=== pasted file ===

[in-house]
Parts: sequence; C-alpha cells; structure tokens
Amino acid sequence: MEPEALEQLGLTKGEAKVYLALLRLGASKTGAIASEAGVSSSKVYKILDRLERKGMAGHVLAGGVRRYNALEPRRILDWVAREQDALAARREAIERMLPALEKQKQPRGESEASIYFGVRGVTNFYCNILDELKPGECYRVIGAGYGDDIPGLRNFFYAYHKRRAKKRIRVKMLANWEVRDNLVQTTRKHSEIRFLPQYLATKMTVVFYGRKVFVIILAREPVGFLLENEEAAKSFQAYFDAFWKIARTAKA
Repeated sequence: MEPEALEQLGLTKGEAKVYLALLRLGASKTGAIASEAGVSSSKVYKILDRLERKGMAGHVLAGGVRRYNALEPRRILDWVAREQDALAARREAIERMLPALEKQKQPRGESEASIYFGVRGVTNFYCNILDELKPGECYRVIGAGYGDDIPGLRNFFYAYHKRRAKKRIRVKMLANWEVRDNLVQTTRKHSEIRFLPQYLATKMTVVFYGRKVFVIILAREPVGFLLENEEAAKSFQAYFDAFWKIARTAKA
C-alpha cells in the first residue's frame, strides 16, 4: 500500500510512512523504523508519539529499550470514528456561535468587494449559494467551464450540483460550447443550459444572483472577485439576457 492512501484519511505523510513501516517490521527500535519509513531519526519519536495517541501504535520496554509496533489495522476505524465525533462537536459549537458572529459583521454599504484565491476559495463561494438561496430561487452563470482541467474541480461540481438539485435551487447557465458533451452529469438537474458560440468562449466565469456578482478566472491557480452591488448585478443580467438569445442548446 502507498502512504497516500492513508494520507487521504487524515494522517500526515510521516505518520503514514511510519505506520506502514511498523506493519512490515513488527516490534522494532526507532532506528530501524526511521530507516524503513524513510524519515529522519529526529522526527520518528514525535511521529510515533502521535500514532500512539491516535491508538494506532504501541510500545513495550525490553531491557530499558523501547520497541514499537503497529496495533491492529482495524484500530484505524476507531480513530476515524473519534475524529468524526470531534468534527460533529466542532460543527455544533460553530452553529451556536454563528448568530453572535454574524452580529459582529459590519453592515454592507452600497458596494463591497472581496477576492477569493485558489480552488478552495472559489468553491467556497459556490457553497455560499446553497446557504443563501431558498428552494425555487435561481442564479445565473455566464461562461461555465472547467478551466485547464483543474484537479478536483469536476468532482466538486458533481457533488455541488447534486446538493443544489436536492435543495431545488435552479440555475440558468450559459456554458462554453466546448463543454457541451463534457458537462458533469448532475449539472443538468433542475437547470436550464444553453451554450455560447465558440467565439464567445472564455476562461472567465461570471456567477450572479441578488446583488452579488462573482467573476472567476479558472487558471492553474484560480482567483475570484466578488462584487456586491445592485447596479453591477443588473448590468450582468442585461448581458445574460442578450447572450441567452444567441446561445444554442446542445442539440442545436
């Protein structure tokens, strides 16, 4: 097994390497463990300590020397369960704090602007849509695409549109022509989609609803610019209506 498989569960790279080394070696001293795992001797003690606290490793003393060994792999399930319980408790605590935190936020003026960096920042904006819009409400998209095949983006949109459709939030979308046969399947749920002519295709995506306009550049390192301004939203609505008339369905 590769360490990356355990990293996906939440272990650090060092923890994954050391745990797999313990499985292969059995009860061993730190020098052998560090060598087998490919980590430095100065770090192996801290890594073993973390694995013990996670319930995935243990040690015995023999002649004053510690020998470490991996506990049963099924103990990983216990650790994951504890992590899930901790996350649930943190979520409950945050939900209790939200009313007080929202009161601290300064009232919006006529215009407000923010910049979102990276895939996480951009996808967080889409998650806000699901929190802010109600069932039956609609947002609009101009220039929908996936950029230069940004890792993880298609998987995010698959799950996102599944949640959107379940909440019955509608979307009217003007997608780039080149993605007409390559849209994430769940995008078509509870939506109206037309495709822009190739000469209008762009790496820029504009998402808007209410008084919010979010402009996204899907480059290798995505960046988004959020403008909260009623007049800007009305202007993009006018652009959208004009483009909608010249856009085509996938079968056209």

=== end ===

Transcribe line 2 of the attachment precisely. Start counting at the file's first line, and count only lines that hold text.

Parts: sequence; C-alpha cells; structure tokens